Religion in the Workplace
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4 October 2011
One of the purposes of the Equality
Act 2010 ('the Act') was to give 'protected characteristics' protection
from discrimination. "Religion or Belief" which has now become a major
part of employment, falls within the meaning of protected
characteristics and is defined in S10 of the Act.
Religion means any religion, and a
reference to religion includes a reference to a lack of religion.
Belief means any religious or philosophical belief and a reference to
belief includes a reference to a lack of belief.
Employers are being faced with
issues relating to religion with the growing rate of minorities. The
importance of understanding the needs of their employees in terms of
their religion, and the needs of their business related to the
productivity and profitability of the business is vital.
The employment tribunal's decision
in Dhinsa v Serco and another held that a ban on prison officers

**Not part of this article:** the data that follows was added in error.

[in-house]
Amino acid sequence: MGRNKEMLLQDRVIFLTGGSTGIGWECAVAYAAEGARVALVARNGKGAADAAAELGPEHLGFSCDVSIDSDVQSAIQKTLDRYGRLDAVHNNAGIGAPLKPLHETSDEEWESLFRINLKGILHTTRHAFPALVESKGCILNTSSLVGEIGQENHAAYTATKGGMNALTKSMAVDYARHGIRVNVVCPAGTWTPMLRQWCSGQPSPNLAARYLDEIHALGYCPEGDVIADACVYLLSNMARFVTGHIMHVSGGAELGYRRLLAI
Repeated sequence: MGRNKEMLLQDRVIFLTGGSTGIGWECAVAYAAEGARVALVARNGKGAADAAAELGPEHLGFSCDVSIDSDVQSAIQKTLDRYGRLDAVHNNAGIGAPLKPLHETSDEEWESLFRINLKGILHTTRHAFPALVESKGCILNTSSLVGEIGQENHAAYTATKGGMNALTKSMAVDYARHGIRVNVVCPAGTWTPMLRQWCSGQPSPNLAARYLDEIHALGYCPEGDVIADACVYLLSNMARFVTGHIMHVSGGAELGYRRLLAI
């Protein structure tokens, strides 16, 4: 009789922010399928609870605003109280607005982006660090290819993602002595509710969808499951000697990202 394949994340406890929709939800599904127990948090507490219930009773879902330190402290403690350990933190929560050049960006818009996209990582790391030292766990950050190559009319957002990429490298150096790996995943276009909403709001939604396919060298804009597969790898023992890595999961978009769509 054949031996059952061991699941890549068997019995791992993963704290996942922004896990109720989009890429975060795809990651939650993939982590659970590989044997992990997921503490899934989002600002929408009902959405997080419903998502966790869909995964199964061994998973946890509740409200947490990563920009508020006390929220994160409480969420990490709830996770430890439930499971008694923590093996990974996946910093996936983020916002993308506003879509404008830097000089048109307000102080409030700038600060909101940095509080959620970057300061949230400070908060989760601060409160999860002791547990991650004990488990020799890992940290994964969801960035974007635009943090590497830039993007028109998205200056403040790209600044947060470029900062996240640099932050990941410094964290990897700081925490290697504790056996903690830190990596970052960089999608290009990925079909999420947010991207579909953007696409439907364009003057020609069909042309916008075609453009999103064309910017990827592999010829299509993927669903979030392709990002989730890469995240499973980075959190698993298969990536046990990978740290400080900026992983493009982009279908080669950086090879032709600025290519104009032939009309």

carrying knives did not amount to indirect race or religious
discrimination against a Sikh prison officer who wished to wear a
religious ceremonial dagger worn by Sikhs. The decision was based on
the fact that only 10% of Sikhs wear the Kirpan and the ban did not
have sufficient impact on the Sikh ethnic group as whole. The ban was
further justified by the fact that the safety and security in prisons
was a legitimate reason for the ban to take place.
Aneela Akbar can
be contacted at firstname.lastname@example.org Lawdit Solicitors is a
commercial law firm based in Southampton with associate offices in
London, Malaga and Rome
About the Author
Solicitors offer services and advice for litigation,
commercial contracts, Intellectual Property and IT legal agreements. We
are experts in commercial law with a heavy emphasis on Intellectual
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Article Published/Sorted/Amended on Scopulus 2011-11-24 11:58:04 in Legal Articles